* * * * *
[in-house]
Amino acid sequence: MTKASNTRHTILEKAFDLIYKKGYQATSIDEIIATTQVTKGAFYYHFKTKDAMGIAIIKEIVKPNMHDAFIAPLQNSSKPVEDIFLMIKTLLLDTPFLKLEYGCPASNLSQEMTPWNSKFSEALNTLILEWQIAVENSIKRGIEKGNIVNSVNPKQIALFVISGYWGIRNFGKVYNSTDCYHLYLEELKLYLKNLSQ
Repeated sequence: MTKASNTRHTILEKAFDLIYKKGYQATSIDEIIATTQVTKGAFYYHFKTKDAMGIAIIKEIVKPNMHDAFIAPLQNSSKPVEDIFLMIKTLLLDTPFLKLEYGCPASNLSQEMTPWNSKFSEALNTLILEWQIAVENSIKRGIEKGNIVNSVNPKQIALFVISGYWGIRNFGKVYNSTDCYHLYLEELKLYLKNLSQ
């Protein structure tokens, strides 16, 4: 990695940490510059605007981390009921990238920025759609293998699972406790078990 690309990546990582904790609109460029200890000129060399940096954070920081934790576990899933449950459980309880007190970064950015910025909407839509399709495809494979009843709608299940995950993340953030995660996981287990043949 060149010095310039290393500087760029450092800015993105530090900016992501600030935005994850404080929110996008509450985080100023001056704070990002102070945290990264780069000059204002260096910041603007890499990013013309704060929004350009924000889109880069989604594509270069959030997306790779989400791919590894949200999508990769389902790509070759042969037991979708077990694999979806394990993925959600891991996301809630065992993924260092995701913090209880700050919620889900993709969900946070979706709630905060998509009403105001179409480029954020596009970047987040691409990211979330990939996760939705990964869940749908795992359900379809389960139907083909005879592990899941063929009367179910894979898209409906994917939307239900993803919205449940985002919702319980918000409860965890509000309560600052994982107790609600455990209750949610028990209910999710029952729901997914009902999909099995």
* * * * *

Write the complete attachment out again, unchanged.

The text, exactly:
[in-house]
Amino acid sequence: MTKASNTRHTILEKAFDLIYKKGYQATSIDEIIATTQVTKGAFYYHFKTKDAMGIAIIKEIVKPNMHDAFIAPLQNSSKPVEDIFLMIKTLLLDTPFLKLEYGCPASNLSQEMTPWNSKFSEALNTLILEWQIAVENSIKRGIEKGNIVNSVNPKQIALFVISGYWGIRNFGKVYNSTDCYHLYLEELKLYLKNLSQ
Repeated sequence: MTKASNTRHTILEKAFDLIYKKGYQATSIDEIIATTQVTKGAFYYHFKTKDAMGIAIIKEIVKPNMHDAFIAPLQNSSKPVEDIFLMIKTLLLDTPFLKLEYGCPASNLSQEMTPWNSKFSEALNTLILEWQIAVENSIKRGIEKGNIVNSVNPKQIALFVISGYWGIRNFGKVYNSTDCYHLYLEELKLYLKNLSQ
């Protein structure tokens, strides 16, 4: 990695940490510059605007981390009921990238920025759609293998699972406790078990 690309990546990582904790609109460029200890000129060399940096954070920081934790576990899933449950459980309880007190970064950015910025909407839509399709495809494979009843709608299940995950993340953030995660996981287990043949 060149010095310039290393500087760029450092800015993105530090900016992501600030935005994850404080929110996008509450985080100023001056704070990002102070945290990264780069000059204002260096910041603007890499990013013309704060929004350009924000889109880069989604594509270069959030997306790779989400791919590894949200999508990769389902790509070759042969037991979708077990694999979806394990993925959600891991996301809630065992993924260092995701913090209880700050919620889900993709969900946070979706709630905060998509009403105001179409480029954020596009970047987040691409990211979330990939996760939705990964869940749908795992359900379809389960139907083909005879592990899941063929009367179910894979898209409906994917939307239900993803919205449940985002919702319980918000409860965890509000309560600052994982107790609600455990209750949610028990209910999710029952729901997914009902999909099995």